I don’t know if Dad’s a holder. But since I was 15 years old, I’ve needed him to be. Needed to see him again. Needed to understand why he did what he did. It’s why I started working at Dorsey’s. The place where he worked. The place where he died. The place where he took his own life.

I reach back and run my hand along the cold concrete floor.

The final bolt is gone.

I swallow hard.

I know better than to hope. Know how unpredictable holdings and holders are. Know I probably just knocked the bolt aside.

I whisper it anyway: “Dad?”

I slowly roll the creeper out and stand. I wipe my greasy hands on my coveralls, more routine than formality. Dad won’t care.

There’s a rustling in the storeroom. And a faint clinking.

Maybe it’s not mice after all.

I edge to the small room, peeking into the doorway. Inside, dead-center, batting around the bolt, is a cat. No. Not a cat. The cat. Nottingham. The tubby gray tabby I snuck into the apartment as a teenager.

The cat flickers, shimmers. It’s a holder.

I laugh. This is a first. “What are you doing here, Naughty Boy?” I ask, immediately remembering the nickname.

Head cocked curiously, Nottingham meows at me before rearing back on gray haunches and leaping onto a metal shelf. I watch, amused, as the holder-cat jumps between two shelving units, higher and higher. Nottingham stops at a cardboard box near the top, tail twitching, and turns to me, releasing a pained mew.

“What’s in there, Naughty Boy?”

I push over Dorsey’s footstool, step up, and pull down the box. Nottingham is back on the ground before I am.

I strip off yellowed tape and open the dusty box. It’s one of Dorsey’s junk caches. The cat head-butts the box, and I start unpacking items. Metal scraps. Bolts. Lugs.

But that’s not all I unpack. I see images, flashes—like the flashes I sometimes see from human holders, but softer, less focused. Dad petting Nottingham as he drives from our house. Dad making Nottingham a cozy bed in this very box. Dad hiding Nottingham under Dorsey’s nose all those years ago.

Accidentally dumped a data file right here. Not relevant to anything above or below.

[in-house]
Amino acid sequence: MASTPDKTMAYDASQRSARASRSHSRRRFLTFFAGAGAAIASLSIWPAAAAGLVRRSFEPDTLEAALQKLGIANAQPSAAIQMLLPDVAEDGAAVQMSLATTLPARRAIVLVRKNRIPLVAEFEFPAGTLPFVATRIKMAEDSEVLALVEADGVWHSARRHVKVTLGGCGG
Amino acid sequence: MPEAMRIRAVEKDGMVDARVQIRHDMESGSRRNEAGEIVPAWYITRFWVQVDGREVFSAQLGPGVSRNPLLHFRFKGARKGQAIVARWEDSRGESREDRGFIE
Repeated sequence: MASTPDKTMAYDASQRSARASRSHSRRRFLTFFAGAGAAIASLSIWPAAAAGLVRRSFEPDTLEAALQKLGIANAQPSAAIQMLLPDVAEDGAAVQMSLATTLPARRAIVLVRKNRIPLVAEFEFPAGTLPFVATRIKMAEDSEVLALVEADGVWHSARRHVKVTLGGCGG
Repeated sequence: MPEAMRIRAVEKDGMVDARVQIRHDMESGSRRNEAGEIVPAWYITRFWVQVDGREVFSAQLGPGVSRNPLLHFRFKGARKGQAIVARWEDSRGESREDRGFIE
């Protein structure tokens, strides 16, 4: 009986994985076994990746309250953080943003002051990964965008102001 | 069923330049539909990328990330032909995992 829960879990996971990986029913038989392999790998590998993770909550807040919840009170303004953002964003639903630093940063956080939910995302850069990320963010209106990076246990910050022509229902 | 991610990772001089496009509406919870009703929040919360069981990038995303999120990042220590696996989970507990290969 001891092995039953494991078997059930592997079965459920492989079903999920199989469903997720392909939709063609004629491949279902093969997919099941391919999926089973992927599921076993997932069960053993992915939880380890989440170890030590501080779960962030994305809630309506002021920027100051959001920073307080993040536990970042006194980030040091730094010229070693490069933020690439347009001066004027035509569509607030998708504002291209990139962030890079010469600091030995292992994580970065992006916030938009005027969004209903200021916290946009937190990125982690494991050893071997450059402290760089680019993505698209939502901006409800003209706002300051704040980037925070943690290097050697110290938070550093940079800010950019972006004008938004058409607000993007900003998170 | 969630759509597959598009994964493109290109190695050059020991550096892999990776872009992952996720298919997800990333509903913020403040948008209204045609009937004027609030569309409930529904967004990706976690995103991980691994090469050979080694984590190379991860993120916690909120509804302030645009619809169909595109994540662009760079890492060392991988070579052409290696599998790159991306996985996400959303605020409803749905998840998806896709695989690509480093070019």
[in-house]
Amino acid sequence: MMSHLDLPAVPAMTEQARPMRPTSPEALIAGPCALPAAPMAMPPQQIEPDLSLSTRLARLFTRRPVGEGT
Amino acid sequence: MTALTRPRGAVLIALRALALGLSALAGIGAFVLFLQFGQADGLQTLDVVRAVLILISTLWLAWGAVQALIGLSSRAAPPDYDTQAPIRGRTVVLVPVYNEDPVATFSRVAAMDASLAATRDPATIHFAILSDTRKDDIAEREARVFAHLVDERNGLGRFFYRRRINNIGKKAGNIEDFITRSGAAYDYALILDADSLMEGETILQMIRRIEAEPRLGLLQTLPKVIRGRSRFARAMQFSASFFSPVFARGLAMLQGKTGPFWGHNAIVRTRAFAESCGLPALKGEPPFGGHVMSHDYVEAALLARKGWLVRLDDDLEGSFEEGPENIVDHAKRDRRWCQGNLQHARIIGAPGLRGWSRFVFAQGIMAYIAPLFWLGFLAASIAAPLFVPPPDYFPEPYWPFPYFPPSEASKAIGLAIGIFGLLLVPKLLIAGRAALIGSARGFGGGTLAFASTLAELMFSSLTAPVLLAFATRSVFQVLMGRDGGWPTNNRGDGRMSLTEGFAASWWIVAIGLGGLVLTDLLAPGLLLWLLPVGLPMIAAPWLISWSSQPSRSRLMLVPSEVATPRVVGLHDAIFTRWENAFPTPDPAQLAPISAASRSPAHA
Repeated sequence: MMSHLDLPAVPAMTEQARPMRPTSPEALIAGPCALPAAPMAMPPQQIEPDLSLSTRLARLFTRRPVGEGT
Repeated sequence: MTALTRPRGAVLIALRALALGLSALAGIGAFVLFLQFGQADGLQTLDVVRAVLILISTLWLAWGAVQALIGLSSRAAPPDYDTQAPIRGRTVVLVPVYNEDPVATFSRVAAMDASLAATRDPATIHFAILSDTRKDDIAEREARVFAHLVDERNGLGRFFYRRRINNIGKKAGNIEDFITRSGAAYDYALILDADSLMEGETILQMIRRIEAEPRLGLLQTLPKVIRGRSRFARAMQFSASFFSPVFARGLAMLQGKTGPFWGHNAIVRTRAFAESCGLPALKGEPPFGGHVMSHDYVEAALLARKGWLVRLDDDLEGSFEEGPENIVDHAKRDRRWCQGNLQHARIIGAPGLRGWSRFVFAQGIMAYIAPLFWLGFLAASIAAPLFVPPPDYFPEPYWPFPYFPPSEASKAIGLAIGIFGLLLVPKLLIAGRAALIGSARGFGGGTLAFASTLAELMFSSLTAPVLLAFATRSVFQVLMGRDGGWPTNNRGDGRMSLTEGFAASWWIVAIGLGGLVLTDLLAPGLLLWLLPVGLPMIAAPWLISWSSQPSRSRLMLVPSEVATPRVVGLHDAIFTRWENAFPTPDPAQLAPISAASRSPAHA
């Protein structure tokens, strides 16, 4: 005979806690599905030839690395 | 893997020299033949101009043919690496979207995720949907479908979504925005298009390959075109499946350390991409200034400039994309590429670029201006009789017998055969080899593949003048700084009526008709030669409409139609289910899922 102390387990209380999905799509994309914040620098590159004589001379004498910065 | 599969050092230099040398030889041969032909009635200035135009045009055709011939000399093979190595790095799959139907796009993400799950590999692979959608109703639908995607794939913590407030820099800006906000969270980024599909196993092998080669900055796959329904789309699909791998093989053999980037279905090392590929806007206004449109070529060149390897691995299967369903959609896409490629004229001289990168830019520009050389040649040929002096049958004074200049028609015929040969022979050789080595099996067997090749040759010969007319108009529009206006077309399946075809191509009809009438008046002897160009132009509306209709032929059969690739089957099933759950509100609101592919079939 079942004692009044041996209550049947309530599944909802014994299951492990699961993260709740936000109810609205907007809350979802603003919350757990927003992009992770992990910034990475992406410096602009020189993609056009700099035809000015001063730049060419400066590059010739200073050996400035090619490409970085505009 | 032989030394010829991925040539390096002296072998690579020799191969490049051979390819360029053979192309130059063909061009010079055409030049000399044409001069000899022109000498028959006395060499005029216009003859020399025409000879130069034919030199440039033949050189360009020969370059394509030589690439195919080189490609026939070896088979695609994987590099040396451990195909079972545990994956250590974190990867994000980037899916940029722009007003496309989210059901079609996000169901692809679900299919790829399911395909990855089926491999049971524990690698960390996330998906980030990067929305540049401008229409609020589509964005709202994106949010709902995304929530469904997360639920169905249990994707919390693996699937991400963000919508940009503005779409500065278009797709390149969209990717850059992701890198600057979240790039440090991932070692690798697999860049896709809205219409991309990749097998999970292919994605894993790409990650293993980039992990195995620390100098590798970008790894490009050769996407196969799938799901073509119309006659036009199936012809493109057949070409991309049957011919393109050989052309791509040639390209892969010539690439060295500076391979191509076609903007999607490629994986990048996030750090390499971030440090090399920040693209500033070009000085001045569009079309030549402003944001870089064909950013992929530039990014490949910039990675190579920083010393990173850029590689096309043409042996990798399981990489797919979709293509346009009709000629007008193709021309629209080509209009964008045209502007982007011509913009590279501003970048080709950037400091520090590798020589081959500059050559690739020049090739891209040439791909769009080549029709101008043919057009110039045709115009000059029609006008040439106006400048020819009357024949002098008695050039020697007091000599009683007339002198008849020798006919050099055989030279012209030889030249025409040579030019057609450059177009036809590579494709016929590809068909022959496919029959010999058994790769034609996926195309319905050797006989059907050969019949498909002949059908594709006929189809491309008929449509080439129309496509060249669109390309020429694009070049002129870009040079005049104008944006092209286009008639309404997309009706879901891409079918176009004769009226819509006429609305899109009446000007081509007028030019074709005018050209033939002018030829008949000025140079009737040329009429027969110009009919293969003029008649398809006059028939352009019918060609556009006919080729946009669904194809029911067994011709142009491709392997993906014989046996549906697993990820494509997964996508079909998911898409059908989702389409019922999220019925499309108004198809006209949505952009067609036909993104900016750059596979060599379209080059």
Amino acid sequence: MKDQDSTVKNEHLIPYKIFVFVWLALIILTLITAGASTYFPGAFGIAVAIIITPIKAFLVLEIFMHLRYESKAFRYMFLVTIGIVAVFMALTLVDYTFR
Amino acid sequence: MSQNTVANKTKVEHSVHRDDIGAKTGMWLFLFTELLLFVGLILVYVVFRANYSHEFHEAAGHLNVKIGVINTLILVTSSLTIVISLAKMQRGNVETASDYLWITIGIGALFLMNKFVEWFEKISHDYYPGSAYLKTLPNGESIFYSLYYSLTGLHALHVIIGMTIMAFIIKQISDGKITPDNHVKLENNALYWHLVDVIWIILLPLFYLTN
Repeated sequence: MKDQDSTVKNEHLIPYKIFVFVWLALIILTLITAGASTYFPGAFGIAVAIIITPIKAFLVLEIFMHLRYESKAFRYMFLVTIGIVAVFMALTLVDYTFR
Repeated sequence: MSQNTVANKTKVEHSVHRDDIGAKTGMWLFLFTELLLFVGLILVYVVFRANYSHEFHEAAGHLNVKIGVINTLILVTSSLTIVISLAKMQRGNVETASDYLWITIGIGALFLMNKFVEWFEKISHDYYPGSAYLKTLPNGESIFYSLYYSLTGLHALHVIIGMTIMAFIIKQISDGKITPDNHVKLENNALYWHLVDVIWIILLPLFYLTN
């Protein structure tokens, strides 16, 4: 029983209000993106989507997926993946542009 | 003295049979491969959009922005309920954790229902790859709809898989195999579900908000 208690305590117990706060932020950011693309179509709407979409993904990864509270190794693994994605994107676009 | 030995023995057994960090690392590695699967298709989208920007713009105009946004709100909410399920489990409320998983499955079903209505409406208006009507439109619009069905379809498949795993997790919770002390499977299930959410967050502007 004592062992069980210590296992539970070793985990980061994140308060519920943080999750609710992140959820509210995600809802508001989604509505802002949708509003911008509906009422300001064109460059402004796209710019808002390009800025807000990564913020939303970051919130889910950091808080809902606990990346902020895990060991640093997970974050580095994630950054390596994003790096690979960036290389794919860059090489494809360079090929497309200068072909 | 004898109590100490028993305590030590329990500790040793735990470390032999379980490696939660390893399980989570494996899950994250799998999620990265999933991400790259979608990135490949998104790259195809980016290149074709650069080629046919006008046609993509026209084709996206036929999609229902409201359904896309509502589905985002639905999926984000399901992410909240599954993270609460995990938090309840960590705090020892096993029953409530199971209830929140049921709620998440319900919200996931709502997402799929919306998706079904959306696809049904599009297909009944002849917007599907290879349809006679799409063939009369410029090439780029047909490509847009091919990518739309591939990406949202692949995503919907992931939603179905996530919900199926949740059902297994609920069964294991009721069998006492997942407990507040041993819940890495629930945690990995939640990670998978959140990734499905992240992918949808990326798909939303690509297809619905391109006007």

When I get to the bottom of the box, there’s something else. Seven somethings, in fact.

Because Nottingham isn’t a naughty boy. She’s a desperate mama.

Seven shimmering kittens, each of them holders, mew as Nottingham hops inside, nuzzling them. I see a flash of Nottingham giving birth one night, Dad watching over them, nervous but fascinated. He looks excited, like when he used to try to teach me about engines. But also… he’s about to cry. I don’t think I ever saw him cry when he was alive, but it’s like I know that look on him. Like I know him. He holds something in his hands. The vision is fading, so I struggle, concentrate, and I just barely make it out. It’s a photo. Him and me. That summer when I was eight and we went to Six Flags. He looks from the photo to the kittens and back to the photo again.

The flash dissolves.

I’m back in the present.

I know if I wanted, I could see more flashes—flashes of what happened to the cats, how they ended up as holders in Dorsey’s storeroom.

But I don’t want to. Don’t need to. Just because something ended—even ended horribly—doesn’t mean there wasn’t still goodness, still happiness, still gray-fluffball sweetness before that.

Maybe that’s enough.

I scurry to Mrs. Moritz’s car, grab one of her afghans, and return to the box. The babies knead their tiny paws on Nottingham’s belly. I whisper, “Good girl,” and lay the afghan around them.

I don’t know if they can feel it.

But I sure can.

Your thoughts?